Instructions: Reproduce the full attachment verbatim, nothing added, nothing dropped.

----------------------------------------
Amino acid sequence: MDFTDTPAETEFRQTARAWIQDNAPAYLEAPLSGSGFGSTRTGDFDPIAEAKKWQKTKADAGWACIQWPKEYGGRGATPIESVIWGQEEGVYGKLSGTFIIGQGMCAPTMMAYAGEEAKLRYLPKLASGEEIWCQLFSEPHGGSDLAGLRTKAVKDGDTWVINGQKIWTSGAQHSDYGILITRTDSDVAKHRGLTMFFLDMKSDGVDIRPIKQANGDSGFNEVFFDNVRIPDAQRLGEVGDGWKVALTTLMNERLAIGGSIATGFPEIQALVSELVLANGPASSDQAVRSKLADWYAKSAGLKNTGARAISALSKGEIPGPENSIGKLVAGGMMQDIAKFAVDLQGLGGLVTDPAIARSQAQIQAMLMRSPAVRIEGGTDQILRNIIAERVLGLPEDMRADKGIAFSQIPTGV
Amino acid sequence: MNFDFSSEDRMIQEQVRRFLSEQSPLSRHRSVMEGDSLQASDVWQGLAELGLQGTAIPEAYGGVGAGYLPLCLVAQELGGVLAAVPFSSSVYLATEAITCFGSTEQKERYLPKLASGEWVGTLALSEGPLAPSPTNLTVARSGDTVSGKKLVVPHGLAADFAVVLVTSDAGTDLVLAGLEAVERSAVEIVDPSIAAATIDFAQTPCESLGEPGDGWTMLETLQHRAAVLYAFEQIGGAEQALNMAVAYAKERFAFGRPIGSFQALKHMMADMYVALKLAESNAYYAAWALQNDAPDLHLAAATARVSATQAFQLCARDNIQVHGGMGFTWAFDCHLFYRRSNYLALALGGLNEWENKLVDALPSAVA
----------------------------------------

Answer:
Amino acid sequence: MDFTDTPAETEFRQTARAWIQDNAPAYLEAPLSGSGFGSTRTGDFDPIAEAKKWQKTKADAGWACIQWPKEYGGRGATPIESVIWGQEEGVYGKLSGTFIIGQGMCAPTMMAYAGEEAKLRYLPKLASGEEIWCQLFSEPHGGSDLAGLRTKAVKDGDTWVINGQKIWTSGAQHSDYGILITRTDSDVAKHRGLTMFFLDMKSDGVDIRPIKQANGDSGFNEVFFDNVRIPDAQRLGEVGDGWKVALTTLMNERLAIGGSIATGFPEIQALVSELVLANGPASSDQAVRSKLADWYAKSAGLKNTGARAISALSKGEIPGPENSIGKLVAGGMMQDIAKFAVDLQGLGGLVTDPAIARSQAQIQAMLMRSPAVRIEGGTDQILRNIIAERVLGLPEDMRADKGIAFSQIPTGV
Amino acid sequence: MNFDFSSEDRMIQEQVRRFLSEQSPLSRHRSVMEGDSLQASDVWQGLAELGLQGTAIPEAYGGVGAGYLPLCLVAQELGGVLAAVPFSSSVYLATEAITCFGSTEQKERYLPKLASGEWVGTLALSEGPLAPSPTNLTVARSGDTVSGKKLVVPHGLAADFAVVLVTSDAGTDLVLAGLEAVERSAVEIVDPSIAAATIDFAQTPCESLGEPGDGWTMLETLQHRAAVLYAFEQIGGAEQALNMAVAYAKERFAFGRPIGSFQALKHMMADMYVALKLAESNAYYAAWALQNDAPDLHLAAATARVSATQAFQLCARDNIQVHGGMGFTWAFDCHLFYRRSNYLALALGGLNEWENKLVDALPSAVA